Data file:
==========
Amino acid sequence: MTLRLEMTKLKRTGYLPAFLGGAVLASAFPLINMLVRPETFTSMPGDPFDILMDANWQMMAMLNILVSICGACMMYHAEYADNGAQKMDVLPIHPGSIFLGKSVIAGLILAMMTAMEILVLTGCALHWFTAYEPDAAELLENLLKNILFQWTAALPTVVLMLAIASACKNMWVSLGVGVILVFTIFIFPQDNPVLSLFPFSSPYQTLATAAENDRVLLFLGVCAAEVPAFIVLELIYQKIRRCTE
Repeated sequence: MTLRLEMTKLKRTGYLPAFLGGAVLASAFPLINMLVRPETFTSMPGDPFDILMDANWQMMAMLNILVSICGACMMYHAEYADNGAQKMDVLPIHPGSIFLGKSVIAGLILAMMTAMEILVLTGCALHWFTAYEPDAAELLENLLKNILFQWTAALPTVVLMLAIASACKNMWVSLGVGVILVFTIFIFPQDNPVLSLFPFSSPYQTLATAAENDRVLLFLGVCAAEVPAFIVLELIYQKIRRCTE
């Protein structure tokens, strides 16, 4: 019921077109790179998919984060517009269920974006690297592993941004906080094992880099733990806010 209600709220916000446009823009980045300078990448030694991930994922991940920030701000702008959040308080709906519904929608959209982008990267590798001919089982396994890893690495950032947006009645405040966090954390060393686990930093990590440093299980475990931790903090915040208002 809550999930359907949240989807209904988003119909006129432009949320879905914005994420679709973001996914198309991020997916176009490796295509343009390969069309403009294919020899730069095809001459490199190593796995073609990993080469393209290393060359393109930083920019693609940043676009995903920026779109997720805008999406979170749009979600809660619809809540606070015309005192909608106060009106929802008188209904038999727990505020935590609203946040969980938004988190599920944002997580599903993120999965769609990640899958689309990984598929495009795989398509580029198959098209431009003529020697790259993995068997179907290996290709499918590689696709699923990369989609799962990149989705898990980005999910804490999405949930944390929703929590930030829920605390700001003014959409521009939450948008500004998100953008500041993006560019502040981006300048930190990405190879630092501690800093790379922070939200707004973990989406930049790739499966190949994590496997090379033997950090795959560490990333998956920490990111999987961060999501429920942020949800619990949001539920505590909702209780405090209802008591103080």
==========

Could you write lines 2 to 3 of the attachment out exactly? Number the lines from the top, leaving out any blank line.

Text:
Repeated sequence: MTLRLEMTKLKRTGYLPAFLGGAVLASAFPLINMLVRPETFTSMPGDPFDILMDANWQMMAMLNILVSICGACMMYHAEYADNGAQKMDVLPIHPGSIFLGKSVIAGLILAMMTAMEILVLTGCALHWFTAYEPDAAELLENLLKNILFQWTAALPTVVLMLAIASACKNMWVSLGVGVILVFTIFIFPQDNPVLSLFPFSSPYQTLATAAENDRVLLFLGVCAAEVPAFIVLELIYQKIRRCTE
């Protein structure tokens, strides 16, 4: 019921077109790179998919984060517009269920974006690297592993941004906080094992880099733990806010 209600709220916000446009823009980045300078990448030694991930994922991940920030701000702008959040308080709906519904929608959209982008990267590798001919089982396994890893690495950032947006009645405040966090954390060393686990930093990590440093299980475990931790903090915040208002 809550999930359907949240989807209904988003119909006129432009949320879905914005994420679709973001996914198309991020997916176009490796295509343009390969069309403009294919020899730069095809001459490199190593796995073609990993080469393209290393060359393109930083920019693609940043676009995903920026779109997720805008999406979170749009979600809660619809809540606070015309005192909608106060009106929802008188209904038999727990505020935590609203946040969980938004988190599920944002997580599903993120999965769609990640899958689309990984598929495009795989398509580029198959098209431009003529020697790259993995068997179907290996290709499918590689696709699923990369989609799962990149989705898990980005999910804490999405949930944390929703929590930030829920605390700001003014959409521009939450948008500004998100953008500041993006560019502040981006300048930190990405190879630092501690800093790379922070939200707004973990989406930049790739499966190949994590496997090379033997950090795959560490990333998956920490990111999987961060999501429920942020949800619990949001539920505590909702209780405090209802008591103080």